Harco> Ah yes. This particular release is actually some pre-Esc.rec. history. My wife and me once formed an art-duo named J’ee-haw! and at some point we released a CD with some silent tracks, interrupted by the iconic cowboy-esque yell. Strangely this was very well received and it’s considered great fun playing this CD. Because of all the silence you most likely forget you put it on in the first place until somebody shouts Yeeeeeee-haw! and rudely interrupts whatever you were doing at the time… In fact we were so pleased with the powerful result of this simple idea, that we decided to take it one step further by inviting artists to do a remix. This resulted in a double CD with no less than 22 remixes by a variety of known and unknown artists. And like you said, they were all very different. I guess that’s what you get when the source material for the remix is so limited and doesn’t force you in a certain direction musically. Of course our selection of artists and the total freedom they got from us was also a reason for the diversity of the remixes. Both CD’s were self-released, but were incorporated in the Esc.rec. catalogue, as soon as the label was founded. I’m still very proud of this release today.

Do you make music (or experiments in sounds) yourself?

Harco> I have not made music in a long time. However, as a visual artist, sound is often an essential element in the work I make. But I guess I consider that to be more like building instruments than making music, because most of the time the sounds are generated by (or a direct result of) the artwork.

Harco, I always ask what the guest likes to drink but as we have only water.. I guess there is no point for asking it really. But what if we lived in a amazing world and we could arrange something else for you to drink, what would be your favorite beverage?

Harco> I don’t have one favorite beverage. I guess it depends. Right now I could go for either a good whiskey or a cup of herbal tea. In fact, since we’re parked outside my house, what’s stopping me? You want anything? Or aren’t you done gloating over your fantastic mug of water yet?

The label has a lot of interesting physical albums (I love the USB stick in handmade soap), but also a lot of free music for download. Some people say that the use of sites like Bandcamp is killing the netlabels and perhaps alternative labels in general. How do you see the future of independent music labels? And do you think perhaps that these music streaming / buying sites are actually beneficial or indeed potential killers?

Harco> From my own perspective I can say that I’m very pleased with Bandcamp. It’s a valuable distribution channel for Esc.rec. and I especially like it’s ease of use (from the consumer’s point of view) and the fact that I can set a flexible price, allowing me to give stuff away and allowing customers to pay more if they want to. I do think there is still room for improvement, but in fact I’ve come to like Bandcamp so much that it has become my main distribution channel over the years. Esc.rec. is perhaps not your typical (net)label, and I’m not sure if Bandcamp is actually killing any other labels out there… I suspect it’s not Bandcamp that’s doing the killing, but the inability of those labels to adapt to a new music industry landscape. Just the way torrents can be both a menace and a blessing, depending on the way you use (or ignore) them. I think any technology or platform can be beneficial or a potential killer at the same time. It’s how and when you use it that makes the difference. I’m not sure about the future of independent music labels at all. Their main purpose now seems to be that of a quality filter. Or at least that seems to be a popular perception. Only part true of course, because self-released music isn’t necessarily of lower quality. If at some point I come to the conclusion that my work with Esc.rec. no longer serves a purpose, I’ll stop right there, without hesitation. But so far I’m still able to add value to every release that comes out. That’s one of the things that keeps me going.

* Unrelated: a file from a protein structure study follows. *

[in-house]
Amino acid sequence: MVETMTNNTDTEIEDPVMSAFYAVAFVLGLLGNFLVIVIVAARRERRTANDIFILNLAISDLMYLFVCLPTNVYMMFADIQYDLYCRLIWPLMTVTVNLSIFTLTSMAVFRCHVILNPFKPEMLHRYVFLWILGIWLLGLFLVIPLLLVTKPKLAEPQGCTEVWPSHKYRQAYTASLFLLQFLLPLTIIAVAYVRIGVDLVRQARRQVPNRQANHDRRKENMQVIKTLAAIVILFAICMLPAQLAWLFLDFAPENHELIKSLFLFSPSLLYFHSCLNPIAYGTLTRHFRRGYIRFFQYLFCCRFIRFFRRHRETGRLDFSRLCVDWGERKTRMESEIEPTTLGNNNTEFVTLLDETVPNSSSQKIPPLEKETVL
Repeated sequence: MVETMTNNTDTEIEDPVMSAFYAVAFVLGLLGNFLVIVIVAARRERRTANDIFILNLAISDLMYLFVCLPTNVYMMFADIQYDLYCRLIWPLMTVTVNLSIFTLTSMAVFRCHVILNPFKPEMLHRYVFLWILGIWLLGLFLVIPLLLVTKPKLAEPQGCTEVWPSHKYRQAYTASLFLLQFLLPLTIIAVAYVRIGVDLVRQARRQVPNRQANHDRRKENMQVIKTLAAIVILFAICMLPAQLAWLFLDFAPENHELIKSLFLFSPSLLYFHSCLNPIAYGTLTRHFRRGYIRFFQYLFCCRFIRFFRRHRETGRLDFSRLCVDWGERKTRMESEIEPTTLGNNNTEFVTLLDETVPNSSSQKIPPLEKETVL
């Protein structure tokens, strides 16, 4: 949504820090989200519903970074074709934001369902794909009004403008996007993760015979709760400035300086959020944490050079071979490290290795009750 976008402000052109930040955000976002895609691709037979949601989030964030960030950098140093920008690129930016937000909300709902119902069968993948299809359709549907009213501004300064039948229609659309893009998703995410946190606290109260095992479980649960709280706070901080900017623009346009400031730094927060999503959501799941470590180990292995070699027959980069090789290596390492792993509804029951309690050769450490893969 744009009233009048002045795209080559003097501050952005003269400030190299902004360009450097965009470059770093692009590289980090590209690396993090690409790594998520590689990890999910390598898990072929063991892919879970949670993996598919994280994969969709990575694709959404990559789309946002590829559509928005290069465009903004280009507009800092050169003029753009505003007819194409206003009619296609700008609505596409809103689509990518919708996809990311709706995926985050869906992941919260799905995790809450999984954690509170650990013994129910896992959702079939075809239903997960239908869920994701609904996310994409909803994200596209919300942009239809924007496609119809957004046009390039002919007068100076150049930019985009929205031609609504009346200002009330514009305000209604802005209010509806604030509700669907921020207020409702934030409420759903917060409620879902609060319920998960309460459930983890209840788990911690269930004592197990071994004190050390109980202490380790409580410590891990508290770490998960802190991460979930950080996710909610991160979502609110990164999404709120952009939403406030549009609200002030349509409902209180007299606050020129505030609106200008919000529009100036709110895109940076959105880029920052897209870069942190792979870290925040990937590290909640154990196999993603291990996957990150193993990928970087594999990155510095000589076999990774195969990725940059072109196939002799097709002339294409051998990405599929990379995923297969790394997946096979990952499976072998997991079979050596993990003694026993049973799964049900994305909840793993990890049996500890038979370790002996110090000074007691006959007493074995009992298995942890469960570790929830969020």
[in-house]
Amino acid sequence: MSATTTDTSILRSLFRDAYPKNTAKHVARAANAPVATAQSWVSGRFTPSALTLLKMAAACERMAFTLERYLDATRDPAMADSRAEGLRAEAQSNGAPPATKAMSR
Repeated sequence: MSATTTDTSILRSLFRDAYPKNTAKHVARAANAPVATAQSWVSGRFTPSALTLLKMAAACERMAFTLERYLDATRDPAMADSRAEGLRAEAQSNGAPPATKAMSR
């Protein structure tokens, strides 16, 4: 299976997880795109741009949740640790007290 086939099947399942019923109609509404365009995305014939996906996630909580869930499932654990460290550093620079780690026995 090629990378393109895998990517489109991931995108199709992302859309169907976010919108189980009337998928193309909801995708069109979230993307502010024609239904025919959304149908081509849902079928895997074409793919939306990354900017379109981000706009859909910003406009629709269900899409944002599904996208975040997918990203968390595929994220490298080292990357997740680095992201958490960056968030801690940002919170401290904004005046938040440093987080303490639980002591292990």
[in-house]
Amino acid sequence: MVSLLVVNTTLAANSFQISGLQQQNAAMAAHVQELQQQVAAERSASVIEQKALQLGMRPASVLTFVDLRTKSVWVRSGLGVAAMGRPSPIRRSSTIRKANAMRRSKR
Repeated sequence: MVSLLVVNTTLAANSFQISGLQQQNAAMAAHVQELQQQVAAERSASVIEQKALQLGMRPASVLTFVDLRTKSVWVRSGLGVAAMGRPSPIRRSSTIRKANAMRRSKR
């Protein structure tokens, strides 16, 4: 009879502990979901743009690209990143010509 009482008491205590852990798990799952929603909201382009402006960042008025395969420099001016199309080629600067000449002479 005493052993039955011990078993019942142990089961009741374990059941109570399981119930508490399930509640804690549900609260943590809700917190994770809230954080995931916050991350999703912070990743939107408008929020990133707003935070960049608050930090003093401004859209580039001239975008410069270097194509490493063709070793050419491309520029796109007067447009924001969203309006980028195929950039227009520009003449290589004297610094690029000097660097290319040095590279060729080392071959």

Obviously your personal music taste is very broad. You have released through Esc.rec such a diversity of styles and directions. From very experimental washing machine sounds to wonky pop. Do you scout for music? And what (next to taste) is that ‘Esc.rec factor’ that very strongly keeps the releases together as a recognizable family?

Harco> I do scout for music, but not very actively. I also get a lot of unsolicited demo’s, but most of them are completely misplaced. It never seizes to amaze me how many artists send their music to me, without checking what the label is about. Total waste of time. But occasionally I discover a gem this way, so I don’t discourage people sending me stuff. Besides my personal taste in music and design I don’t think there is an ‘Esc.rec. factor’. I do like it that you feel the releases strongly fit together as a recognizable family. I do too! But that is more like an organic process, a consequence of being honest and thorough in the choices I make and directions I take. By staying true to what I really like, I can make every release count, give it the attention it needs and make it the best it can be. This gets me a consistent and interesting label catalogue that still pleases me today. That doesn’t always reflect in more attention from the press or sales by the way. That’s a whole different ballgame… a part of music industry I’m also very interested in, but sometimes feels like a snake pit that I don’t mind avoiding.